George Redhawk tells us how he hijacked morphing software to create his hallucinatory GIFs.
Before becoming an unlikely viral GIF art sensation, George Redhawk worked in various areas of medicine, instructing on subjects such as x-ray technology and, rather surprisingly, phlebotomy.
As he tells The Creators Project, he had a fairly productive life doing that. Then, suddenly, Redhawk lost his sight, destroying his career and life in the process. And even though he continued to teach for four years, Redhawk says he “lost everything”.
Out of desperation, Redhawk began using his remaining sight to find everything beautiful that he could commit to memory — to, as it were, take it with him. “I was obsessed, up day and night, trying to see everything I could,” Redhawk says. “That led me to an appreciation of art.”
This newfound appreciation of art led him to various artists online, and into the world of GIFs, particularly of the morphing variety. He thought that this format was a pretty accurate way of illustrating his sense of vision — a way of expressing it. Which is why his current work, a mesmerizing fusion of still and morphing motion, is called The World Through My Eyes.
“It’s an artistic expression of the confusion I go through with my vision loss,” Redhawk says. “Not enough data getting sent to the brain, and it tries to fill in the blanks with false information, so you can’t trust what your eyes or brain are telling you.”
When Redhawk realized that things in his field of failing vision began morphing, he started to play with morphing software, designed to mutate one image into another. One day, on a whim, Redhawk asked himself, “What if I morphed an image on to itself?”
“That’s when I realized I could get some bizarre and strange movements,” he says. “I can control the movements on what moves and doesn’t move. I had a lot of time to practice with it. I was just doing it for fun while my wife was at work. I saw what it could do and couldn’t do.”
And what Redhawk could do was essentially hack a piece of morphing software’s magnification box. The magnification allowed him to see the image, but also gave him the opportunity to be accurate in how he turned the tool back on itself.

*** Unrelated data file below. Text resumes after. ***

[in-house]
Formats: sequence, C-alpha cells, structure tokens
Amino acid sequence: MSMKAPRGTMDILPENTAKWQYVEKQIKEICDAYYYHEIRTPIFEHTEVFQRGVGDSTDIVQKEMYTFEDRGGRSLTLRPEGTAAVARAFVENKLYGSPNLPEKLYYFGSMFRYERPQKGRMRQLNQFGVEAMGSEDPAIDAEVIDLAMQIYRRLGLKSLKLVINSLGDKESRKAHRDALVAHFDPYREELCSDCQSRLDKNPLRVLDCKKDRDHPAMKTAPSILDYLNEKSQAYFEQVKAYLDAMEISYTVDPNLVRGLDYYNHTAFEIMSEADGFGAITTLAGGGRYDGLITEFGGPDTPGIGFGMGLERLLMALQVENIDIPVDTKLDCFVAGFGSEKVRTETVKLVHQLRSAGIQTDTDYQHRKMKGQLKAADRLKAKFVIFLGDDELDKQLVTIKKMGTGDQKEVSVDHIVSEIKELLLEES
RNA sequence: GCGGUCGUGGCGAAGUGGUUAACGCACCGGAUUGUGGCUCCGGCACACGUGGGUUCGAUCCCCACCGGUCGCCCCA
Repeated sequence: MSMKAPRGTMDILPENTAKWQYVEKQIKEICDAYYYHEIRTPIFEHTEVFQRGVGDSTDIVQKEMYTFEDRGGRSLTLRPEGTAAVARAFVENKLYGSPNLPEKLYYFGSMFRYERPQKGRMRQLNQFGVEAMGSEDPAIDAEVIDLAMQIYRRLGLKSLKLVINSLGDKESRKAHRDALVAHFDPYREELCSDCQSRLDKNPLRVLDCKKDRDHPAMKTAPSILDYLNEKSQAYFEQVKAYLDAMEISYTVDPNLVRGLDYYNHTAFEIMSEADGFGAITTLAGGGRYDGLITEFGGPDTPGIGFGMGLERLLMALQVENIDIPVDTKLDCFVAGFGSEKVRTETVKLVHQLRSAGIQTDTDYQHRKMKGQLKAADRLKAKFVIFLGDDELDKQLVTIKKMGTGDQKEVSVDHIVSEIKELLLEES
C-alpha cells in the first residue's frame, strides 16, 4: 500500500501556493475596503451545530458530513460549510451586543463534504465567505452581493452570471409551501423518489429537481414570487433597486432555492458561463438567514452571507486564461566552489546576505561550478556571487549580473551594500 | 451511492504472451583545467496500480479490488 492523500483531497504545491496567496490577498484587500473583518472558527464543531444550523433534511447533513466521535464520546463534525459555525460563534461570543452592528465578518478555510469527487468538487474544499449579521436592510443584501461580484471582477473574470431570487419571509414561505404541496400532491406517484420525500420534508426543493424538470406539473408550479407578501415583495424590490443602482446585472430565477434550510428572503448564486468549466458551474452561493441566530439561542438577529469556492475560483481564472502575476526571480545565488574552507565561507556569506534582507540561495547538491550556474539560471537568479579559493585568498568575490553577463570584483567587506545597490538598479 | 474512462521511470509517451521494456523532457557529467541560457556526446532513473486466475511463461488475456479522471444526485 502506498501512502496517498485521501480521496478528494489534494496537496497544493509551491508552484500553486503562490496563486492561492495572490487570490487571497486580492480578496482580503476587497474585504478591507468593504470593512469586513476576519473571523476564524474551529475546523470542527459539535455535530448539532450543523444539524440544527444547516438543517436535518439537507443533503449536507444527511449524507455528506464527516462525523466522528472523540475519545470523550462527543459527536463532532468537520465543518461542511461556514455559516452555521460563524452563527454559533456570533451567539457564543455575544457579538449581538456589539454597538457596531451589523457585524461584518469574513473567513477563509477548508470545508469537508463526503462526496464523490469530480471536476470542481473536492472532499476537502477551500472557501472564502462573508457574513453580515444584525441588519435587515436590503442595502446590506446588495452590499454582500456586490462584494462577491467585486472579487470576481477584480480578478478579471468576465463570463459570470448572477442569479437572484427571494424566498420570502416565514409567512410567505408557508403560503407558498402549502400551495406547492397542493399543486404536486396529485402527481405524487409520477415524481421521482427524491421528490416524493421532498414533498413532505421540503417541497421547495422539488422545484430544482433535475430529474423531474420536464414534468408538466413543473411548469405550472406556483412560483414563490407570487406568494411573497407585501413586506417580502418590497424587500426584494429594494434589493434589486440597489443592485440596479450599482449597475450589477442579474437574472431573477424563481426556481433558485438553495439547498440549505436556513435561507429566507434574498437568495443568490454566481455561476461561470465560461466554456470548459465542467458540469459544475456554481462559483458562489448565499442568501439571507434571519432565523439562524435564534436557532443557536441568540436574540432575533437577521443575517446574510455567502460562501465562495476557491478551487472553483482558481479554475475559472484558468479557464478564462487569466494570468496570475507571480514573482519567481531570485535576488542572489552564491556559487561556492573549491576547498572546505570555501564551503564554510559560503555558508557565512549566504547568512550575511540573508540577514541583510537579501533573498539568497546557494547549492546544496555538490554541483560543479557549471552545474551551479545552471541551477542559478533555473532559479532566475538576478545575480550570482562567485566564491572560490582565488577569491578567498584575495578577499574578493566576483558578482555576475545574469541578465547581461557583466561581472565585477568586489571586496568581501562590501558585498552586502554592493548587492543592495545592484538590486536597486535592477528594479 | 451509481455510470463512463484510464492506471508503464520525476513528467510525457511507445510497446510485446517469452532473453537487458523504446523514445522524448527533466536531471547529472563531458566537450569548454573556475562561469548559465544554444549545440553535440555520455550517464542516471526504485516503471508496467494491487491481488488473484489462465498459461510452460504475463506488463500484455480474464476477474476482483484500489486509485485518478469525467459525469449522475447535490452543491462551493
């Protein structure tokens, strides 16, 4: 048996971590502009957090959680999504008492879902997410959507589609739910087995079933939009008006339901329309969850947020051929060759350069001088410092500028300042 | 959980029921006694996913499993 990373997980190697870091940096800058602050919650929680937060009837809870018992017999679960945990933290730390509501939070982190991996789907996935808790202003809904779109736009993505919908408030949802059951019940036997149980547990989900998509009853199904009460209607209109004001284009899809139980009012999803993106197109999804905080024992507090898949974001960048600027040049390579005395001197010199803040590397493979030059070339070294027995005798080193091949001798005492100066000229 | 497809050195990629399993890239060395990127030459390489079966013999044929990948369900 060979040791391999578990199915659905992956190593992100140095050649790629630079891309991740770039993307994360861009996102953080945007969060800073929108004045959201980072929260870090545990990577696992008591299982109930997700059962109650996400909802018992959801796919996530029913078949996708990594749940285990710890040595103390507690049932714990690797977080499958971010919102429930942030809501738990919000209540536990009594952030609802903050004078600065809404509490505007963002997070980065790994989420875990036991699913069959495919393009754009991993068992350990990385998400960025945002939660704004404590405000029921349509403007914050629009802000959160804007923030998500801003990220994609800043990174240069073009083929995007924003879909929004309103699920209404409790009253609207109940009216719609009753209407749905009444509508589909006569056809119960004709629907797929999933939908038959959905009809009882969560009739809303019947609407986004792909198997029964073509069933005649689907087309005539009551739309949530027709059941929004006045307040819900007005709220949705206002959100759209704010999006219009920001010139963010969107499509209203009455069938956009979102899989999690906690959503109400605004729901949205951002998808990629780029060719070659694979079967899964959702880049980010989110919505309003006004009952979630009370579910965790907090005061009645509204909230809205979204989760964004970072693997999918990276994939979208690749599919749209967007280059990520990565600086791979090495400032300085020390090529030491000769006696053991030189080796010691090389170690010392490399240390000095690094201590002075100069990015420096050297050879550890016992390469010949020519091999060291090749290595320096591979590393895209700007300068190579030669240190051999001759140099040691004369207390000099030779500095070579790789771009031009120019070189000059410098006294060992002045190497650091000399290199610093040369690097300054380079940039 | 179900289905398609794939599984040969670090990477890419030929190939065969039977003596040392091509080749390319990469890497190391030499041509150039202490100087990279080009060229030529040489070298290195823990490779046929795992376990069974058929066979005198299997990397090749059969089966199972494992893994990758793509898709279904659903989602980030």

“It has three screens: image 1, image 2 and then image 3, [which] is a blending of the first two images,” Redhawk says. “You place dots where you want movement and where you don’t want movement.”
Working from still photos that struck his fancy, Redhawk took elements that looked weird to him and started to move everything that typically wouldn’t be moving — a building, for instance.
“I’d move features of the face everywhere,” Redhawk says. “In some photographs, particularly with Antonio Mora because I love his work and what he does with blending faces with landscapes, I will make buildings move and give it a really surreal effect.”
“I feel like I have total control of it now, and many times I don’t have to think too much about it,” he adds. “If you move one dot from one side of the photo to the other, you get an extreme effect. I can make wind move left, right, up, down in very small spaces, getting it more elaborate and crazy as far as how far I want to push the limits.”
Soon, the artists whose work Redhawk was sampling began to take notice, contacting him to say how incredible the work was. Now, most of the work that Redhawk creates is done with the artist’s permission. Even though Redhawk has given birth to what’s called the “Redhawk Effect”, he rejects the idea that he is an artist, instead describing himself simply as “a guy who likes to play with photos”.
But that hasn’t stopped a recent television show from talking to Redhawk about his surreal, looping GIFs. He has found the attention somewhat amusing, particularly when French magazines started calling him “Le Daredevil de l’Art”, after Marvel’s blind superhero Daredevil, a sobriquet he finds “hysterically funny”.
That’s not to say that Redhawk hasn’t enjoyed the attention, because he has. It was just never something he was looking for back when he started losing his sight, filing away all of the beauty, and playing with GIFs as a way of communicating the surreal effects of vision loss. Since the vision loss is progressive, one day Redhawk will be completely blind. In the meantime, he is making some lasting GIFs and being, whether he likes it or not, an inspiring visual artist.
Visit DarkAngelØne to see more of George Redhawk’s work.